Commissioners formally thanked four people who worked on completing land preservation deals in December of 2012.
The resolution recognized: (1) Mary Fales, senior assistant attorney for the city of Ann Arbor; (2) Matt Keir, vice president of Liberty Title; (3) Rosanne Bloomer, a lending officer for Greenstone Farm Credit Services; and (4) Ginny Trocchio of The Conservation Fund, who provides staff support for the greenbelt program.
GAC chair Dan Ezekiel noted that the four deals needed to be completed by the end of 2012 because tax laws were changing after Dec. 31, and landowners wanted to close the transactions before that happened. Another complicating factor was that the Washtenaw County clerk/register of deeds office was closed for an extended time near year’s end, so there was even less time to complete the deals.
The four transactions were purchase of development rights (PDRs) for the following properties:
- The Van Natter farm in Webster Township – about 20 acres, along Joy Road. It’s part of more than 1,100 acres of farmland protected in Webster Township. Vegetables grown on the property are sold at the Dexter Farmers Market and at the farm’s roadside stand. The city paid $126,867 in this deal, which was approved by city council on March 19, 2012. [.pdf of map showing Van Natter property]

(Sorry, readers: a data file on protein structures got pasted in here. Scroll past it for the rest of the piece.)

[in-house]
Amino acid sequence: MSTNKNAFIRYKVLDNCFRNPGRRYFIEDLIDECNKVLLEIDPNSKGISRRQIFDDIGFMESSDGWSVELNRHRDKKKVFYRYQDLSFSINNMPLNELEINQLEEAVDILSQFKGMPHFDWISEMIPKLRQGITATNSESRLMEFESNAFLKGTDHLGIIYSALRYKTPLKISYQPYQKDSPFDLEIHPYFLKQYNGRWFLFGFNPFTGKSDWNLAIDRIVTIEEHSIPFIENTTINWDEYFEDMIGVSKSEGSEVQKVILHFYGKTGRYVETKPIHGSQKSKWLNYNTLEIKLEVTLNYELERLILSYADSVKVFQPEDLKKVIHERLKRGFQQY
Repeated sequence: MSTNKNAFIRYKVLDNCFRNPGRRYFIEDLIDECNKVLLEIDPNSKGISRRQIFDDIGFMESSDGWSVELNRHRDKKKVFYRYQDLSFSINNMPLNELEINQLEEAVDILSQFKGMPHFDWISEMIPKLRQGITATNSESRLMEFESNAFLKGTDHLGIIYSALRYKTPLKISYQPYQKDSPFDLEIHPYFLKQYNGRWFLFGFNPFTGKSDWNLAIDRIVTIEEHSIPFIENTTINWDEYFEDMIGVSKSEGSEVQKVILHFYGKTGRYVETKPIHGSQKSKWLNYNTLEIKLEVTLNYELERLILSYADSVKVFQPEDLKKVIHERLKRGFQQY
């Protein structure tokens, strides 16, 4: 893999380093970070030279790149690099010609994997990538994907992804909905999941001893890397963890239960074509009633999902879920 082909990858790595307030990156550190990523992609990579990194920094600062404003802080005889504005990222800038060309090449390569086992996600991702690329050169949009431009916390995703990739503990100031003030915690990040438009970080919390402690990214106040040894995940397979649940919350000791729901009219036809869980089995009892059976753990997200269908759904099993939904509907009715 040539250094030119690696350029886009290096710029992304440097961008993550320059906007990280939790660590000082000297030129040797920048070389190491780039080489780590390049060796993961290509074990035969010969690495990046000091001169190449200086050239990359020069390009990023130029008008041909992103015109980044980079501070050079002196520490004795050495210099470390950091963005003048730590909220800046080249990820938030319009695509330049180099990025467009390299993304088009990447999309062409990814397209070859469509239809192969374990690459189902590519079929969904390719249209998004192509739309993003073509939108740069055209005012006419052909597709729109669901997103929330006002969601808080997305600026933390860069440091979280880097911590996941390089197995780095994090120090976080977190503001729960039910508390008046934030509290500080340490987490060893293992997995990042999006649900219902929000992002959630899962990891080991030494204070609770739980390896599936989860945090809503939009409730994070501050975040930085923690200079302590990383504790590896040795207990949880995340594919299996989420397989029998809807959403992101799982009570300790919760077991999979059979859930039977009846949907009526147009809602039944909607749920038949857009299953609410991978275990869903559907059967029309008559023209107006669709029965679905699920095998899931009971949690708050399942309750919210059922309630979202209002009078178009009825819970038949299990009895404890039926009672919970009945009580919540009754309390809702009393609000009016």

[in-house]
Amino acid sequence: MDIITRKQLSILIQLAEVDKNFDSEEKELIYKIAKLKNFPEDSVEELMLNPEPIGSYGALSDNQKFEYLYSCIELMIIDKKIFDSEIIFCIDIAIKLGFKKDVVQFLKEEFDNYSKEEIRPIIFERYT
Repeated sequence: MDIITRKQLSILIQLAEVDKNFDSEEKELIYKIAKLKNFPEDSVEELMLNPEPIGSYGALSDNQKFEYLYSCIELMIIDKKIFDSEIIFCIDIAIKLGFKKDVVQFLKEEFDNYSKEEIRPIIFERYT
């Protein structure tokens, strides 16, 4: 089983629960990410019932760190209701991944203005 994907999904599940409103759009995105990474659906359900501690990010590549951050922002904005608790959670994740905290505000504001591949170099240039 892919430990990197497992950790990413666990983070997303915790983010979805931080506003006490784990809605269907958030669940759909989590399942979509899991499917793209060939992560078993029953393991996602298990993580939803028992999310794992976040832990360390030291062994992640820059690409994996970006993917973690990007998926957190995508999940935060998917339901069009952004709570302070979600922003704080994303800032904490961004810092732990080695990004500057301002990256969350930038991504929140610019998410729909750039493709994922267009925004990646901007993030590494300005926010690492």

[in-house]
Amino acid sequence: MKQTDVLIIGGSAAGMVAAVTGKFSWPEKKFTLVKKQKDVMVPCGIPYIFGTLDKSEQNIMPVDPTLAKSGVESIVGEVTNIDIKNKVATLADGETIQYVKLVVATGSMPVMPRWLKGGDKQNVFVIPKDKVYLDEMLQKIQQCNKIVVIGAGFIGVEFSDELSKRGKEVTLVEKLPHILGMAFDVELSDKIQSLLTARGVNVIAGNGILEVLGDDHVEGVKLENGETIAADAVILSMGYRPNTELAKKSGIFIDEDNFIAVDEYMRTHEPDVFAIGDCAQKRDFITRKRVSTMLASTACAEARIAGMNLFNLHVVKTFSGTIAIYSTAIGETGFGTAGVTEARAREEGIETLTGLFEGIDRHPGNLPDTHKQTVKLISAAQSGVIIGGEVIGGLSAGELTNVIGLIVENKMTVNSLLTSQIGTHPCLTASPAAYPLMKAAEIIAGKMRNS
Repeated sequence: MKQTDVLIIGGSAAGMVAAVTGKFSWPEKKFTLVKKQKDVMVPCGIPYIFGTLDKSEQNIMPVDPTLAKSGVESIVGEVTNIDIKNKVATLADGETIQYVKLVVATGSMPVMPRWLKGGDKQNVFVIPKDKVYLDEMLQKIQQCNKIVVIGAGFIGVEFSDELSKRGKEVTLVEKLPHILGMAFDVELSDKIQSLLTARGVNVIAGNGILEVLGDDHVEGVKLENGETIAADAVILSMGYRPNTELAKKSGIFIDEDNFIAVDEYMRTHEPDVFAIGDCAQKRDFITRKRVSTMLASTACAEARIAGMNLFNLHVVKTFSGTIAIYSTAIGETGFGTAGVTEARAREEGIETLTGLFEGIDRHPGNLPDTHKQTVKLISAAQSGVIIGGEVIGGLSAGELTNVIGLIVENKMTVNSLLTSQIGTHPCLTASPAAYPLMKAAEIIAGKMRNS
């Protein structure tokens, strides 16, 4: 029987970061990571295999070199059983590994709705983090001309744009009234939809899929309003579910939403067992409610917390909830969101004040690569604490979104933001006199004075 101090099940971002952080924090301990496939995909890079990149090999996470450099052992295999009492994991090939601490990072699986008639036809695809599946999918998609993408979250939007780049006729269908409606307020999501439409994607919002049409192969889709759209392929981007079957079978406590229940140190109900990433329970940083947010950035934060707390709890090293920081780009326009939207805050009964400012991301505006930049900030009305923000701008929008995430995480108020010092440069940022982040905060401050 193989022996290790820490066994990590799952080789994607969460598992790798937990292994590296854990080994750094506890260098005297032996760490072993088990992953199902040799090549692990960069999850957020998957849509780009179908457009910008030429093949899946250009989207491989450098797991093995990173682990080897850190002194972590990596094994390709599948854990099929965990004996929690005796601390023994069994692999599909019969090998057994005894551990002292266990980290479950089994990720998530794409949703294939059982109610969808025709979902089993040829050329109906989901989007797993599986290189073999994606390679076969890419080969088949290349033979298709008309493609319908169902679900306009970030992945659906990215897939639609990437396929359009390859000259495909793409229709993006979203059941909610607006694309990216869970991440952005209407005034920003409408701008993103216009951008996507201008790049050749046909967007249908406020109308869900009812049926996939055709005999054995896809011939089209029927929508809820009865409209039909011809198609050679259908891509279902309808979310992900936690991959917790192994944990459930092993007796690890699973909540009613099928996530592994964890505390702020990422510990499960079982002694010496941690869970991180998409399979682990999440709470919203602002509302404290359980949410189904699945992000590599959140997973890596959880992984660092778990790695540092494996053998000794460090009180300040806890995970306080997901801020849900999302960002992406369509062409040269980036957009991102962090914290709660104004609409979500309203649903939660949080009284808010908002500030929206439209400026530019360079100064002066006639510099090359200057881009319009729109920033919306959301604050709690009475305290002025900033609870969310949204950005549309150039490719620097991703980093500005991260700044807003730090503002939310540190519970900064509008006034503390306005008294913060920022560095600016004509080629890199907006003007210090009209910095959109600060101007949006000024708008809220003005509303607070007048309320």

- The Robbin Alexander farm, also in Webster Township – about 90 acres along Northfield Church Road. The same farmer also owns Alexander Farm Market on Whitmore Lake Road and North Territorial. The total cost was $394,417. Of that, Ann Arbor contributed $226,837. The deal was approved by city council on Sept. 4, 2012. [.pdf of map showing Alexander property]
- The Robert Schultz farm in Superior Township – about 136 acres along Harris and Geddes roads. The total cost was $523,567, including $294,247 from Ann Arbor. The Ann Arbor city council approved this deal on Sept. 4, 2012. [.pdf of map showing Schultz property]
- The Dan and Amy Hornback property in Salem Township – about 73 acres along Pontiac Trail and Brookville Road. The city contributed $199,367 in this deal, which was approved by city council on Oct. 1, 2012. It was the first time that the city partnered with Salem Township. The township contributed $64,200 toward the purchase price, as did the Washtenaw County parks and recreation commission. [.pdf of map showing Hornback property]